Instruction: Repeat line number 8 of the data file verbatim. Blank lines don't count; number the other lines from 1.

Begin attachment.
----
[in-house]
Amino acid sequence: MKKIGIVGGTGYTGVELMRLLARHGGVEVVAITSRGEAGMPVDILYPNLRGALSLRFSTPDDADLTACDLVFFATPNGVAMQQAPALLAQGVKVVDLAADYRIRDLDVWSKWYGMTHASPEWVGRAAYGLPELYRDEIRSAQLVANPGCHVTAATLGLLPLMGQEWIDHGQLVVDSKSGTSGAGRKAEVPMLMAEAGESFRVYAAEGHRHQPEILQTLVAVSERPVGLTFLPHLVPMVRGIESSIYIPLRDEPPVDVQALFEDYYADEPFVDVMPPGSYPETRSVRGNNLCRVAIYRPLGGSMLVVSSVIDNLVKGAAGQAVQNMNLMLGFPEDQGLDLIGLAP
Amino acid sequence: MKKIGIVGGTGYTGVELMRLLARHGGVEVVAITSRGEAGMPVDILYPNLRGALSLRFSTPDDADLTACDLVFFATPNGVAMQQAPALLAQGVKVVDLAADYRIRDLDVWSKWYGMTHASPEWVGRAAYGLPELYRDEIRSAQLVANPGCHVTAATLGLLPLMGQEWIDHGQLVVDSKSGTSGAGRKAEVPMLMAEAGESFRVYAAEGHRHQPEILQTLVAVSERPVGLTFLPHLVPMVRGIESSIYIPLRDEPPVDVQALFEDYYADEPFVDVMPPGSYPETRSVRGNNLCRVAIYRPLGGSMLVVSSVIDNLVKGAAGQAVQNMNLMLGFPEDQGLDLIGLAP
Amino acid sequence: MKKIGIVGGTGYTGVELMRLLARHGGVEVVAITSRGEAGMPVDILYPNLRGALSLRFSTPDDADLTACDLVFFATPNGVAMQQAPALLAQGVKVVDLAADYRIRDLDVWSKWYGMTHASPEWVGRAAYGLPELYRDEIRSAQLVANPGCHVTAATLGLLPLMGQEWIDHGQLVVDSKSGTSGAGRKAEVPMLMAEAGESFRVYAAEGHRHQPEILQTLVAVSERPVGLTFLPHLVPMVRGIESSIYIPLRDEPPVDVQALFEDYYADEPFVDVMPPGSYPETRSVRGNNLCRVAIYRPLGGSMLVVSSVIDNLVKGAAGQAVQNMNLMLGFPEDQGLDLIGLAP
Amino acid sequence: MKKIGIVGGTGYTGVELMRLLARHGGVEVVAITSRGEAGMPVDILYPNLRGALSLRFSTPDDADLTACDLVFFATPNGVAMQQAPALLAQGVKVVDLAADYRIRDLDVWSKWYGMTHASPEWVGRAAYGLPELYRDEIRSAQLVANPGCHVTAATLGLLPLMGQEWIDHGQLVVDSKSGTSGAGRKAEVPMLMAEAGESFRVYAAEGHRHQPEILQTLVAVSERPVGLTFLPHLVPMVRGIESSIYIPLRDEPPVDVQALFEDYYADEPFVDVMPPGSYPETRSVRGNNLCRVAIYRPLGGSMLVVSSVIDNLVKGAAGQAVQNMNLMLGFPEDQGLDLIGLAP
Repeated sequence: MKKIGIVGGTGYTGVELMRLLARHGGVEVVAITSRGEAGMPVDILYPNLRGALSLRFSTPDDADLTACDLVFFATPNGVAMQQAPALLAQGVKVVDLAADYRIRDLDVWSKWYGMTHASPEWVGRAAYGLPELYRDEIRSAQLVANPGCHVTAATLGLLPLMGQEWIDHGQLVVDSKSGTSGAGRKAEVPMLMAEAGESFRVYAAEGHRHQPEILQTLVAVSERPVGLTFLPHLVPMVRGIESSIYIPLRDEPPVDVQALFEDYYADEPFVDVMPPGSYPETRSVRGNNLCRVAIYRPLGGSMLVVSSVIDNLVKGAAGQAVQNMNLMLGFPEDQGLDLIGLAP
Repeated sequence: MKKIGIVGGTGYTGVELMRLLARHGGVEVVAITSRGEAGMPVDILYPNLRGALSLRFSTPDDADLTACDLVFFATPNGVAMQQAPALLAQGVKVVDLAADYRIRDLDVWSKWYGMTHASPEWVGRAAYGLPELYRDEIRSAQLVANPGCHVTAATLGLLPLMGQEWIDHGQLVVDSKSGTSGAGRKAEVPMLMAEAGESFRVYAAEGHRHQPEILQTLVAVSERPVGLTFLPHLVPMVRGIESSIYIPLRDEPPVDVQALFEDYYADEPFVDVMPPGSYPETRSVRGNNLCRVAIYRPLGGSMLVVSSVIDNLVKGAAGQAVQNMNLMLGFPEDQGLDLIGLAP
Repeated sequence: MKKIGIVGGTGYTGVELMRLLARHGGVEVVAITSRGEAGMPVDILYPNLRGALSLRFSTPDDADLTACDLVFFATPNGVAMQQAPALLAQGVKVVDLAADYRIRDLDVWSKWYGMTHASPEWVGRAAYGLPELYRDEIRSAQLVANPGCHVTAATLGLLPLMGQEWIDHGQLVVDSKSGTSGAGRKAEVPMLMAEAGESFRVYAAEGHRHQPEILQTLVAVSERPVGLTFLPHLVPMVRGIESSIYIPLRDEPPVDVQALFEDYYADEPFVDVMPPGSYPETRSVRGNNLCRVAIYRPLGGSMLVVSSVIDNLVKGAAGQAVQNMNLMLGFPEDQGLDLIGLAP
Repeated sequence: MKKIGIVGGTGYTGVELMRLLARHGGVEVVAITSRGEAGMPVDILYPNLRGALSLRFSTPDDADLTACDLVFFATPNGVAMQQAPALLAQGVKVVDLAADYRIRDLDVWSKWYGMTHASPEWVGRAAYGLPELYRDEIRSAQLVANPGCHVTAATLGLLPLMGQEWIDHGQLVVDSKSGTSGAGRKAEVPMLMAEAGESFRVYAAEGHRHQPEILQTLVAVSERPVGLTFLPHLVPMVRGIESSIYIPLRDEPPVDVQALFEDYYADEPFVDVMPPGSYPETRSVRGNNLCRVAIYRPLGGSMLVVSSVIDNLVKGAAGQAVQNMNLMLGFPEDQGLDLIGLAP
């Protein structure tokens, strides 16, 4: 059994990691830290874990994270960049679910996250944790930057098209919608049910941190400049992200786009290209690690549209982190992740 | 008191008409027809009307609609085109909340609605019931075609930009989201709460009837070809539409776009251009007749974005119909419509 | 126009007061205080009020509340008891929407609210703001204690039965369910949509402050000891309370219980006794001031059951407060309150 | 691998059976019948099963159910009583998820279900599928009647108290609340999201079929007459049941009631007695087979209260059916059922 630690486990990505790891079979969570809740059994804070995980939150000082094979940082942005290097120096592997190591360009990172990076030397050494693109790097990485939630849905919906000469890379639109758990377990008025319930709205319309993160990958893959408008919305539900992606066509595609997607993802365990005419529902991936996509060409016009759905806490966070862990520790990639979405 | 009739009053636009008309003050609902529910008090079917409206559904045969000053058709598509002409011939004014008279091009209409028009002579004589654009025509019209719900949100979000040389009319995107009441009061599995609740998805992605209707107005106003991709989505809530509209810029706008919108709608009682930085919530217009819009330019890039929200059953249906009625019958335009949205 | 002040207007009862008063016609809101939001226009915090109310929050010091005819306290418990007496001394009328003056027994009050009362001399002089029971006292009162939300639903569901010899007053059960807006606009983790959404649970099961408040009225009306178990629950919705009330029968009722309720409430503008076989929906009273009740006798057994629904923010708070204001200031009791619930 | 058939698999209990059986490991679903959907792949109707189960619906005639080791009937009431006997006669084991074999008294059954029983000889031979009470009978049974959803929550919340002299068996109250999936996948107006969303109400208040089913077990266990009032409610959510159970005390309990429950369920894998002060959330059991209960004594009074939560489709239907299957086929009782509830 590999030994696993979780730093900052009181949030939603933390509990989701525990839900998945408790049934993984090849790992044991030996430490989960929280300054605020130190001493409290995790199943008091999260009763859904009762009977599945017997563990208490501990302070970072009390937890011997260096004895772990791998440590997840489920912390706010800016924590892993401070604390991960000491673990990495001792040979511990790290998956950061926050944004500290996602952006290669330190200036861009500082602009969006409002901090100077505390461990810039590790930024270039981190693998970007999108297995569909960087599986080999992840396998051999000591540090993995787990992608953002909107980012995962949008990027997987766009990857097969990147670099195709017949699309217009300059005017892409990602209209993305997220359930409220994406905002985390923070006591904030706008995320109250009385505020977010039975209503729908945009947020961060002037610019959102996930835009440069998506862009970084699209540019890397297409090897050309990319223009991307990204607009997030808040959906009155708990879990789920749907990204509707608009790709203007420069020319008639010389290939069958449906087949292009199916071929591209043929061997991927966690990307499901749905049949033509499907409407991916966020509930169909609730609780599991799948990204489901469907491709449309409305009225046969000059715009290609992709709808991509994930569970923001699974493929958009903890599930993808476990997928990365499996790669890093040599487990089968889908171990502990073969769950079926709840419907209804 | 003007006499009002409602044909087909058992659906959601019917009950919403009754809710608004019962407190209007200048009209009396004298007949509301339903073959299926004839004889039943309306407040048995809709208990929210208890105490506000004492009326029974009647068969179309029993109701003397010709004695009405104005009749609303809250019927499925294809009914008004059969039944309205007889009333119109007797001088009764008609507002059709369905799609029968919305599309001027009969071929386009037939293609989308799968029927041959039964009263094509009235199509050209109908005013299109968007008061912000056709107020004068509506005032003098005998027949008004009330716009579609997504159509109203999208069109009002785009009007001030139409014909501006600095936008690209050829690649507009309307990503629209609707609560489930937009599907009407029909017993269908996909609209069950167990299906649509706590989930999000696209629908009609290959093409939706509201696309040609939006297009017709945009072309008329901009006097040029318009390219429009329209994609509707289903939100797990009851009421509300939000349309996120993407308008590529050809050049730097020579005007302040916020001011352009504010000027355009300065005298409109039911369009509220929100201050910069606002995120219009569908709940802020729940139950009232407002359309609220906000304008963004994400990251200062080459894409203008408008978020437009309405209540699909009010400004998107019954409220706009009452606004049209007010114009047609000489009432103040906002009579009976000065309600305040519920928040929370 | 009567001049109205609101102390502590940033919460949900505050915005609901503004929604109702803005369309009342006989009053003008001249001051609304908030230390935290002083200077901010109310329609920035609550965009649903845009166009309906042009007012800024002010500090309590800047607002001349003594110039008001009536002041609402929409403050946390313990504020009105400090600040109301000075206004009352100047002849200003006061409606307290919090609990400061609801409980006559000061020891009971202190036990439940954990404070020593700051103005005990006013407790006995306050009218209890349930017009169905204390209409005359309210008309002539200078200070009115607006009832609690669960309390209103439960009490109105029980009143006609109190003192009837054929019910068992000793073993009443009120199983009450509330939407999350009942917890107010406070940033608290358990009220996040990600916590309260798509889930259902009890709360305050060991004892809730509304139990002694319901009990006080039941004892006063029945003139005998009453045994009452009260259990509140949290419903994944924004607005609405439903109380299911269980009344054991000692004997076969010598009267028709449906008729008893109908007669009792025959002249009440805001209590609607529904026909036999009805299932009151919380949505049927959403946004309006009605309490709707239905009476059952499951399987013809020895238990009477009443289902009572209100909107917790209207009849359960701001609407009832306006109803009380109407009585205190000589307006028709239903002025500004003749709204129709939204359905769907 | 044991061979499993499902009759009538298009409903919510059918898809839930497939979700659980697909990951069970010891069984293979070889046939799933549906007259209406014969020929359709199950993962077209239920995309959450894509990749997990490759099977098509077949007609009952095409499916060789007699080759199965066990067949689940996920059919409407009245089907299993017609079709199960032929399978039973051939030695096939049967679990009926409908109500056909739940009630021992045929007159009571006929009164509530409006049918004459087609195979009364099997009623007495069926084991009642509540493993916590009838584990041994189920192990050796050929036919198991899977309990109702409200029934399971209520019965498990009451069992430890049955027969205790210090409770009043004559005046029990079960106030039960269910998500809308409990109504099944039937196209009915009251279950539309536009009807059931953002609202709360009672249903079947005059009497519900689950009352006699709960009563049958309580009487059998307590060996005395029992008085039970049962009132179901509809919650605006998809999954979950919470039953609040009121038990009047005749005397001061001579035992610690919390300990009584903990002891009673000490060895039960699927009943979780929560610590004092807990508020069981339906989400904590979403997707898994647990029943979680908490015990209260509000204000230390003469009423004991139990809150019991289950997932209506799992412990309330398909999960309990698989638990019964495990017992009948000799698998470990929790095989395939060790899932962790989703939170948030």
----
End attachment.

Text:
Repeated sequence: MKKIGIVGGTGYTGVELMRLLARHGGVEVVAITSRGEAGMPVDILYPNLRGALSLRFSTPDDADLTACDLVFFATPNGVAMQQAPALLAQGVKVVDLAADYRIRDLDVWSKWYGMTHASPEWVGRAAYGLPELYRDEIRSAQLVANPGCHVTAATLGLLPLMGQEWIDHGQLVVDSKSGTSGAGRKAEVPMLMAEAGESFRVYAAEGHRHQPEILQTLVAVSERPVGLTFLPHLVPMVRGIESSIYIPLRDEPPVDVQALFEDYYADEPFVDVMPPGSYPETRSVRGNNLCRVAIYRPLGGSMLVVSSVIDNLVKGAAGQAVQNMNLMLGFPEDQGLDLIGLAP